I am truly grateful for my friends. With all the schooling that I have under my belt I must say that the most important lessons I have learned were from friends. I can only say that I continue to learn and be inspired by some wonderful people I have met. With my friend universe expanding I thought I would share some of what I think are useful lessons that I have learned from friends.
- Accept people for who they are. This one can take a bit of getting used to for some. A lot of us have a tendency to render an opinion upon a first meeting, I think it’s human to do that, but that first impression then gets stuck and we think of that person only in that way, then we start to judge them and sometimes try to fix them. In general people aren’t broken, you can’t really fix them. You can be honest and mention something, if you really think it’s your place to do so, but you cannot force them to be the person you want. They are the only ones who can change, and only when they want to and only when they are ready to. Why waste time trying to manipulate someone when you can just enjoy them as the person that they are. If you don’t care too much for them now, then leave them be and send them on their happy way. Not everyone has to be best friends, we all just have to be.
- Some things are best left unsaid. We’ve all had a sudden attack of foot-in-mouth before. You know that ten second blurt of what you were thinking but should not have said it, only to realize you can’t send the earth into retrograde and reverse the time space continuum to effectively stop you from saying something so wrong. It happens, but then there are times when you did have forethought and really you could have stopped yourself from mentioning something inappropriate. Before you confront someone with your thought that may alter your friendship forever, just think what will happen and is it worth it. And don’t sugar coat it and think that telling Bertha that, “her head is too big and she shouldn’t wear a hat because it will just call attention to it,” may lead to Bertha telling you, you’re right, thanks for letting me know. No it won’t, you’re going to hurt Bertha’s feelings.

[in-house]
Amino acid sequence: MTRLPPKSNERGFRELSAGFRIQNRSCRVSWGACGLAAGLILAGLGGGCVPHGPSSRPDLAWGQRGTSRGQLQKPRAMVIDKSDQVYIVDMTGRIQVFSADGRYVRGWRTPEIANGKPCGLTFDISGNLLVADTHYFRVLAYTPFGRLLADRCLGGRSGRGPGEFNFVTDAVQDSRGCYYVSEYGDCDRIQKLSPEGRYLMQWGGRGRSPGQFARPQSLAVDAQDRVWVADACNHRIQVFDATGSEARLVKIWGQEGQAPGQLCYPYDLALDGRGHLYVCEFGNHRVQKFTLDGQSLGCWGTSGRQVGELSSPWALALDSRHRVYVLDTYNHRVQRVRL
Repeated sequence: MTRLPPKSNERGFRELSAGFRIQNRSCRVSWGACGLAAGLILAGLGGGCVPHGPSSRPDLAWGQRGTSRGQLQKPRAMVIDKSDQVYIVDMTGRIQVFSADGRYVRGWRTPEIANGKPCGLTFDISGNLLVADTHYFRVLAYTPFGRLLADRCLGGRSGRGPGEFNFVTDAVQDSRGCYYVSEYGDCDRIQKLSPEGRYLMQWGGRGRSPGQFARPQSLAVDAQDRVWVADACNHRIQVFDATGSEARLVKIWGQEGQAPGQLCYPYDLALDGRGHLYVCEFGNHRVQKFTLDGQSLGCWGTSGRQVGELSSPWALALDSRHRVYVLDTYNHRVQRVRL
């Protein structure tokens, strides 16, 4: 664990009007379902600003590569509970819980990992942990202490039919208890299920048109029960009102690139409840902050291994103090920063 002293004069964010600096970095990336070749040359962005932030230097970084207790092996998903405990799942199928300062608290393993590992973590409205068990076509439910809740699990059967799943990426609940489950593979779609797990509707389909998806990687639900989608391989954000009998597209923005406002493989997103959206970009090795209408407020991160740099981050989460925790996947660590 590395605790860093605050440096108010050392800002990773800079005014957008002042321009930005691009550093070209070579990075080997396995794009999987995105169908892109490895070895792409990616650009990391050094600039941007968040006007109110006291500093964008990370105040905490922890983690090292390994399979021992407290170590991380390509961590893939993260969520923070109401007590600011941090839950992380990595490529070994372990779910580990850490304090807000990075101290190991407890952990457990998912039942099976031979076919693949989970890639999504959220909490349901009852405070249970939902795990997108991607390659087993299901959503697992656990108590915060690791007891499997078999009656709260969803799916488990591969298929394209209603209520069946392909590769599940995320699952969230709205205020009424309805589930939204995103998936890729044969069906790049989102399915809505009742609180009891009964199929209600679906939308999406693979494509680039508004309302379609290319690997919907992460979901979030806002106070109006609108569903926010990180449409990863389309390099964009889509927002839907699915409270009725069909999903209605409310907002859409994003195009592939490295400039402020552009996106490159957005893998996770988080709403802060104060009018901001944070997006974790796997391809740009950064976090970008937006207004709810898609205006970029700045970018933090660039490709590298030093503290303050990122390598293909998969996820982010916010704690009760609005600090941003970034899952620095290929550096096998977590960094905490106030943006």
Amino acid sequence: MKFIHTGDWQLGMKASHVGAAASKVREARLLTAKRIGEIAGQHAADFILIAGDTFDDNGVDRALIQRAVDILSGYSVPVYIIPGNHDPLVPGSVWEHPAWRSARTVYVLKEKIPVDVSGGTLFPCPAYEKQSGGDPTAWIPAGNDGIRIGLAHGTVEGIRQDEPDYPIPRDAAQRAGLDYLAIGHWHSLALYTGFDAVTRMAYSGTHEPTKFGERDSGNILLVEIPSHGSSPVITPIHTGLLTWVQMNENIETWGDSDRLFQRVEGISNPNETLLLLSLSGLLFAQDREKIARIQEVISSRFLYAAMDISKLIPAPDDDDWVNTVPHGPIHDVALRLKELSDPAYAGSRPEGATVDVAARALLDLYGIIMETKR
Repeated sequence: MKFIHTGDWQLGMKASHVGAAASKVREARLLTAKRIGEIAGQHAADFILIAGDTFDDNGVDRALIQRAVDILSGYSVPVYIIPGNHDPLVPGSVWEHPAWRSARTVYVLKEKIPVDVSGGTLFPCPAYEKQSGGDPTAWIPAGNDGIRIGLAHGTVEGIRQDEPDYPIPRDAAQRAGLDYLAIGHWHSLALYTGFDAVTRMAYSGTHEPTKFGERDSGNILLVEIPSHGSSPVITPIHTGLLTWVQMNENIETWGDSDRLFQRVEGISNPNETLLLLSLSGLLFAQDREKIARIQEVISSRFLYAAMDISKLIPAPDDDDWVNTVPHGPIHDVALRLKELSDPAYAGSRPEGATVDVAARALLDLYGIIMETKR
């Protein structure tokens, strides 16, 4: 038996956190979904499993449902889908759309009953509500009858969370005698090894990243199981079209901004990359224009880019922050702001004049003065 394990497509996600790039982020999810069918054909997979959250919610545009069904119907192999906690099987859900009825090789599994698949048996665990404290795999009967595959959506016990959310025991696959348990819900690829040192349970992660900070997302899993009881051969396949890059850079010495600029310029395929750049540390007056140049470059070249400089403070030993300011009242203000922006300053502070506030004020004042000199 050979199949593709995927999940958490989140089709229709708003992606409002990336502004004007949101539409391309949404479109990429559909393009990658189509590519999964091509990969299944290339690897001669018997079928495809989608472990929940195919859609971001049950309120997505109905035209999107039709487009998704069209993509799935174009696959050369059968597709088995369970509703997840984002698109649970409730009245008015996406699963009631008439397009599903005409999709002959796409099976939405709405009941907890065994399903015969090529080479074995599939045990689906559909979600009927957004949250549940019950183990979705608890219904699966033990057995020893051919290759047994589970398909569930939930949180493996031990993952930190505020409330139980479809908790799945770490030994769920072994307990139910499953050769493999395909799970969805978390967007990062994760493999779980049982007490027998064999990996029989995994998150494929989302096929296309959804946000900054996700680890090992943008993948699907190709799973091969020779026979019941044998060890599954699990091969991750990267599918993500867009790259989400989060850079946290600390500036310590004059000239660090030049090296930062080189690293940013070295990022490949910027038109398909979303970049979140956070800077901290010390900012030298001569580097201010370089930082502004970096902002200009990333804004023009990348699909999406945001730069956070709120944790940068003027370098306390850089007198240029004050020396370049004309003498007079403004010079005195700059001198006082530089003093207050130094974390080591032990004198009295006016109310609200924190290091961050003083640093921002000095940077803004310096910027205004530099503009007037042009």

- Some things must be said. Even if in the short run it’s uncomfortable, but in the long run they benefit your friend and everyone around you. Now I know this may sound like it contradicts number two, but I suppose it’s more of a caveat to two. If there is something that may hurt your friend and you are trying to protect them, then you should say something. As an example, you may see Bertha dating a guy who tells her demeaning things and is trying to separate her from her friends, thus trying to control her. I think it may be a good idea to cautiously discuss it with her. Her ego will be fragile so do it in a way so that she can handle it, and then when you’ve let her know that you only want what’s best for her, let her make her decision. This kind of comes back to one, because everyone makes their own decision. With something like abuse, be it verbal or physical, the minute you notice it the onus is on you to point it out. The longer it continues the harder it is for them to get out of it. If you’ve seen it happen to them over and over, she probably needs some sort of therapy as it is a pattern. Just remember the person is fragile and those relationships never really end well. From my experience of working with domestic violence cases the victim tends to have a history of abusive relationships. But this applies to all talks when you are handling a sticky subject, how you tell the person is going to make a difference to how they will accept the information.
- Things told in confidence should be kept in confidence. My own personal rule is the story you tell me isn’t my story to tell. Some things are silly and incidental and are not told in confidence, that’s a gray area, you have to use your judgment. But we all know when we’re given privileged information, it’s generally something personal and sometimes embarrassing. That person is trusting you with a part of themselves, the last thing they are expecting is for you to run around town and tell everyone.
- Always try to keep your promises. I usually don’t make promises, and for the most part the very few that I’ve made I’ve kept. The smaller promises that aren’t phrased, like being somewhere by a certain time I try to keep. If there is a hiccup and I can’t, I let the person know. The last time I couldn’t keep my promise really bothered me. The reason I couldn’t is because that person had not been completely forthright about the situation and I couldn’t fix the problem, no matter how hard I worked given the time constraints. It still bothers me, and has made me even more leery to make a promises. Sadly it made me feel reluctant to rely on/trust people too.
For some reason I feel like I am missing a lot. But maybe there are many other smaller lessons that I learned that fit under these larger umbrella ones.
What would you add?